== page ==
Optimization is, among other things, about maximizing the value of a resource or making the most effective use of it. If, for example, a widget-making machine—under favorable conditions—is capable of producing between 900 and 1,000 widgets per-hour, but in your organization the widget-making machine is only producing 600 widgets per-hour, then it is safe to say that the machine is not optimized (i.e. it is producing widgets at a sub-optimal level).
So how does the widget-machine-owning organization begin to optimize the performance of the machine? The organization must first acknowledge that widget-production is not simply a matter of speeding up the widget-making machine, but is instead a process of optimizing the widget-production system. In this context, I am using the term “system” to describe a collection of interrelated, interdependent components that act in concert to turn inputs into outputs in pursuit of a goal. So, if a manufacturing goal is to churn out between 900 and 1,000 widgets per-hour, then the organization must consider all of the elements of the system that can impact the production of widgets. This is illustrated in the diagram below.
In this example, if the goal of the organization is to increase and optimize widget production, the organization would have to consider all of the levers of widget production beyond the widget-making machine, such as the quality of the raw materials being used; the process for inputting the materials into the machine; the quality of the machine’s installation; the preparedness of the environment and the conditions in which the machine will operate; the skill of the machine operator; the system support provided; and the maintenance and upkeep of the machine. If any one of these levers of optimization is sub-optimal, the output production level of the widget-making machine will be diminished. Therefore, if the organization wants to optimize widget production, it must consider the impact of all of the aforementioned levers of widget production on output levels.
This idea of optimization and the impact of various parts of a system on productivity and performance not only applies to machinery, but also applies to any job function, role, or responsibility where the process of performing those activities can be defined and mapped.
If, for instance, an organization’s leadership wants to optimize the work performance of its sales associates, the leaders must first identify all of the levers that impact the sales associates’ ability to deliver the desired sales outcome: a tremendous Customer Experience (CE). When they do, the leaders will acknowledge that delivering a positive CE and creating loyal promoter customers is more than simply a function of helping the sales associates improve their ability to navigate the sales cycle.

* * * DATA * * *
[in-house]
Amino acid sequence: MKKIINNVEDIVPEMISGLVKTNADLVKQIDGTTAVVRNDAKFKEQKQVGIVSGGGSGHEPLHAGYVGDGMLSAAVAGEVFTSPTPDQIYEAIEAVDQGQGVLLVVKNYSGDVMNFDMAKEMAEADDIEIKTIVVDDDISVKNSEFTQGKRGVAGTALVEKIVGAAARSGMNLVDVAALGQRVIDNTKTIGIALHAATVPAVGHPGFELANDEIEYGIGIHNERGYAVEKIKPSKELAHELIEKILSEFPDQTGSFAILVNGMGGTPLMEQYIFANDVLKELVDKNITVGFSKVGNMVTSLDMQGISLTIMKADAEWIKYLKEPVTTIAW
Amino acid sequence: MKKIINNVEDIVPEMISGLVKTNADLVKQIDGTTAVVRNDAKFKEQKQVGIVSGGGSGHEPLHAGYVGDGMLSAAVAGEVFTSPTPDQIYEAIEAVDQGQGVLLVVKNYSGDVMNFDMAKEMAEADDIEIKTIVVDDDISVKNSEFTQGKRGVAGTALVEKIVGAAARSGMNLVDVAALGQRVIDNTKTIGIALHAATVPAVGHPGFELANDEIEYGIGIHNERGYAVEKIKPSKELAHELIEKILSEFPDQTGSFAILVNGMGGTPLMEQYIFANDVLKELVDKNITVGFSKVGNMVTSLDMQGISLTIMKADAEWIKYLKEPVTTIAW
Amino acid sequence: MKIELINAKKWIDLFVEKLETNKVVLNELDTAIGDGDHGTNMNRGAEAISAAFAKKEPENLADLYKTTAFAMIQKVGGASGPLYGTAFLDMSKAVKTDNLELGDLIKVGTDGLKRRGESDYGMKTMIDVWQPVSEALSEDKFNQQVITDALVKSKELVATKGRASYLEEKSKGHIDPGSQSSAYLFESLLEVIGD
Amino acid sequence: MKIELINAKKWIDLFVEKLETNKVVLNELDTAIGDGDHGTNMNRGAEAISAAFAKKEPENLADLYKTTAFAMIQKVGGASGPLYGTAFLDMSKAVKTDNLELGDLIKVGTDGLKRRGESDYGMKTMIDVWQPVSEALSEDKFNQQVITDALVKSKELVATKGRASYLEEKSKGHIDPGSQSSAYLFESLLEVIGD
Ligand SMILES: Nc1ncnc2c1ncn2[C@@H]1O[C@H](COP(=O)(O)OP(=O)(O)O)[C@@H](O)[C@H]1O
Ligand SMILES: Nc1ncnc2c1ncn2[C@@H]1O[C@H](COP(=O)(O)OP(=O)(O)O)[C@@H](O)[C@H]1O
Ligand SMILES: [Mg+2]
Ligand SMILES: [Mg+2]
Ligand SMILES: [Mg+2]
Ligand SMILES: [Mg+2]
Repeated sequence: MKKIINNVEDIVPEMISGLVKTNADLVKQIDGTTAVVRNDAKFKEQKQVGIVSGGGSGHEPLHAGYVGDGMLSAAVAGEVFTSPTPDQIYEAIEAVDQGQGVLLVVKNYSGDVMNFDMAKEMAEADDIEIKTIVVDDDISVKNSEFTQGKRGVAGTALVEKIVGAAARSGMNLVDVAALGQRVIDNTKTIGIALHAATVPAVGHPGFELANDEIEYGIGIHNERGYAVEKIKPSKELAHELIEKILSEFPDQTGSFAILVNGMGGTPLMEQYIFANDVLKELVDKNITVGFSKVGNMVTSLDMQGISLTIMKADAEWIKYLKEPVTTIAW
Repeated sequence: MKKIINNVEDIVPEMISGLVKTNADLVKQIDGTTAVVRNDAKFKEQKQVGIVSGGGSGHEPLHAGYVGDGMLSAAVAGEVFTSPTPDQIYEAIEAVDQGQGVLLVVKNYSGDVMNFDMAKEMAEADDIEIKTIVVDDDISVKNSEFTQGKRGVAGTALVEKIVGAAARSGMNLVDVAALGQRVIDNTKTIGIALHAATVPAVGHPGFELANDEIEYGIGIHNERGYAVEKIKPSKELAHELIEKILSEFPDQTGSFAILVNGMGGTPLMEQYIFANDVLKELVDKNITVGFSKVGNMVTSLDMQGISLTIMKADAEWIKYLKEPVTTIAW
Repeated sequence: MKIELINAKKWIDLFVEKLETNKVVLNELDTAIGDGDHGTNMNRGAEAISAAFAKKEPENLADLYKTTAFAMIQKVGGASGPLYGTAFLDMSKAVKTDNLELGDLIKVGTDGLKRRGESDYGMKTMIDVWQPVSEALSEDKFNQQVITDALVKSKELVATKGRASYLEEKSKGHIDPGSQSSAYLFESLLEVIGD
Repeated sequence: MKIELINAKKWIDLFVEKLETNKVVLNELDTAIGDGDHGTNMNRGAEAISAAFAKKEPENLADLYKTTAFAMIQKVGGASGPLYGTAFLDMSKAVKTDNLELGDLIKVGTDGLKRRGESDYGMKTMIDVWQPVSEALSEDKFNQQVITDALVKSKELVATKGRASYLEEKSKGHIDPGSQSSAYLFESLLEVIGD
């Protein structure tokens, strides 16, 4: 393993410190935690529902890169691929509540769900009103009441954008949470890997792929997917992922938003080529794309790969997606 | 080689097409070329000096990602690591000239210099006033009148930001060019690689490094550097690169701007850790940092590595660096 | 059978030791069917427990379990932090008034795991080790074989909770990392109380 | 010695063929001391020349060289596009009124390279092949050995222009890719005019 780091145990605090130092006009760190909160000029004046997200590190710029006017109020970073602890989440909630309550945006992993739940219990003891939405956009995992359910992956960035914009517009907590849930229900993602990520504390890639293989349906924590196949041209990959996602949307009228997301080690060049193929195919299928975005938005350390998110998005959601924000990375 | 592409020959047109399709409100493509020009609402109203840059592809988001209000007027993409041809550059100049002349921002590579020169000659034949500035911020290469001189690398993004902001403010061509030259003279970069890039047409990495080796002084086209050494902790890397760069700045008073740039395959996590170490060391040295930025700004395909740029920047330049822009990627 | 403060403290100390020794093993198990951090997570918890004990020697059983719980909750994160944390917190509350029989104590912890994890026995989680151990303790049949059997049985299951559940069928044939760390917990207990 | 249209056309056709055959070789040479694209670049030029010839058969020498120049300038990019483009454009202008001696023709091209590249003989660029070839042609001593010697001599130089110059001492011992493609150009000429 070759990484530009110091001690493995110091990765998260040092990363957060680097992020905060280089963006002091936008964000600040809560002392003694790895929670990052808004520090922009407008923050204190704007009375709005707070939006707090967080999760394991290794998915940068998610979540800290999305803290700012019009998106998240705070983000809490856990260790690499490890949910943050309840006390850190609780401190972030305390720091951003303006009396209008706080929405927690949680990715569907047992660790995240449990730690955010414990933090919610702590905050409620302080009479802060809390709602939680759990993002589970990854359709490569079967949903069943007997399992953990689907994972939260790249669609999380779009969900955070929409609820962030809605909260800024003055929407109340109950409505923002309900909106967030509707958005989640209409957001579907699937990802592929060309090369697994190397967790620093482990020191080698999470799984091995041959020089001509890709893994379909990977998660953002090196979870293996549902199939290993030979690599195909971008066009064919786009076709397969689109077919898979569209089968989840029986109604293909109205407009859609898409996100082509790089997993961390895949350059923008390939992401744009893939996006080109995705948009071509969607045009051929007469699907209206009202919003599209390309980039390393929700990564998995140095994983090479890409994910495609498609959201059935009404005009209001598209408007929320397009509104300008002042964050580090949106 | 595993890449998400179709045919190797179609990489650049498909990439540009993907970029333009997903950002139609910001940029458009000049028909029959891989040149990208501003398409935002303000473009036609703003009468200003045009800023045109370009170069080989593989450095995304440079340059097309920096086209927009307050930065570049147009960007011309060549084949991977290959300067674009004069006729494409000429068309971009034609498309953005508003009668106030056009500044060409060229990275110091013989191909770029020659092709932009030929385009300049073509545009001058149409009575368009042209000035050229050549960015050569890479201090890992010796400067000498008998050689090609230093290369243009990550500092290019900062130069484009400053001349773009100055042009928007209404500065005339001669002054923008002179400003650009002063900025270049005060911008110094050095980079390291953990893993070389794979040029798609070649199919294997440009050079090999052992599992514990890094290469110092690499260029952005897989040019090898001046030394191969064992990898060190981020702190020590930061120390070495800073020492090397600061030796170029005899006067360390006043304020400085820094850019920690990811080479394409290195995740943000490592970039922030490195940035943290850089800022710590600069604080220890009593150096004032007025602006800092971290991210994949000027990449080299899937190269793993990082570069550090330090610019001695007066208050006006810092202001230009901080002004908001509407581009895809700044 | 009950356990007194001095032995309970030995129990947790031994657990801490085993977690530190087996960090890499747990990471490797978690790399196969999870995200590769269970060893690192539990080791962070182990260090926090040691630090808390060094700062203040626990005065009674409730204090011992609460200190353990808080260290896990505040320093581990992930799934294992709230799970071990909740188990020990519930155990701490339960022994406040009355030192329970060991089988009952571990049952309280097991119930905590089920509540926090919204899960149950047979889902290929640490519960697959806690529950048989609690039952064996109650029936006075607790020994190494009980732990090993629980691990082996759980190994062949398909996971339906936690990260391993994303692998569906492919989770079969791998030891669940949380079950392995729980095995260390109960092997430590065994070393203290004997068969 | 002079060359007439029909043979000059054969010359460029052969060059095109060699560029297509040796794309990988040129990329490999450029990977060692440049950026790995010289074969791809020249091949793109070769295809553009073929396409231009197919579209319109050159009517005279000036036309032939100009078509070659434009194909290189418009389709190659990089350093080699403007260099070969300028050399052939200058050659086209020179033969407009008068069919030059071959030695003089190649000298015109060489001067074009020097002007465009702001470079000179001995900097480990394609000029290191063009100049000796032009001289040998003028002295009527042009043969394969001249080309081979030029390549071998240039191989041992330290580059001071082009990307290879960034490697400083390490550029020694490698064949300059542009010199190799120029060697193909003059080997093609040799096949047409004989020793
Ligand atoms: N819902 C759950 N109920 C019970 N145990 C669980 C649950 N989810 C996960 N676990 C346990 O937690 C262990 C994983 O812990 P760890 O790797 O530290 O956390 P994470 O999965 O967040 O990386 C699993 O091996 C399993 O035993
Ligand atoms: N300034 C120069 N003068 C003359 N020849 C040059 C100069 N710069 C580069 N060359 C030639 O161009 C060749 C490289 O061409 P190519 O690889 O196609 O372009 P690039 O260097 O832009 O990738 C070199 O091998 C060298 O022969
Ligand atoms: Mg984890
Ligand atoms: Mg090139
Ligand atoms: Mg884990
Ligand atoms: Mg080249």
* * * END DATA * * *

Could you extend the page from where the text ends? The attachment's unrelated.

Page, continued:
Optimizing sales effectiveness is a function of the many variables that are all part of the system of selling. This can include (but is not limited to) the organization’s goals and objectives; product development; product & program management; marketing; operations; sales operations; non-productive activities (e.g. email and administrative tasks); sales talent; selling support; and product support to name a few.
For many organizations, the “low-hanging-fruit” toward optimizing sales productivity is reducing sales detractors—those activities in which a seller engages that, while often necessary, do not move the sales process forward but instead, slow the sellers time-to-close, reduces overall sales performance, and negatively impacts work-life balance. Based on the findings of a recent study I conducted on sales effectiveness, the top-5 non-selling activities in which a typical sales professional engages (excluding travel time) revolve around internal communication:
1. Managing email
2. Completing requests for information
3. Conference calls
4. Phone conversations (internal)
5. Standard sales reporting
The findings revealed that it was not uncommon for many study participants to spend upward of 4 hours per day handling email communications.
Sales detractors are but one lever that negatively impacts a sales professional’s ability to optimize her or his performance. Ultimately, optimizing a worker’s productivity and ultimately their effectiveness requires an understanding of systems and how the elements of a particular system positively or negatively impact a worker’s ability to perform at the highest levels possible.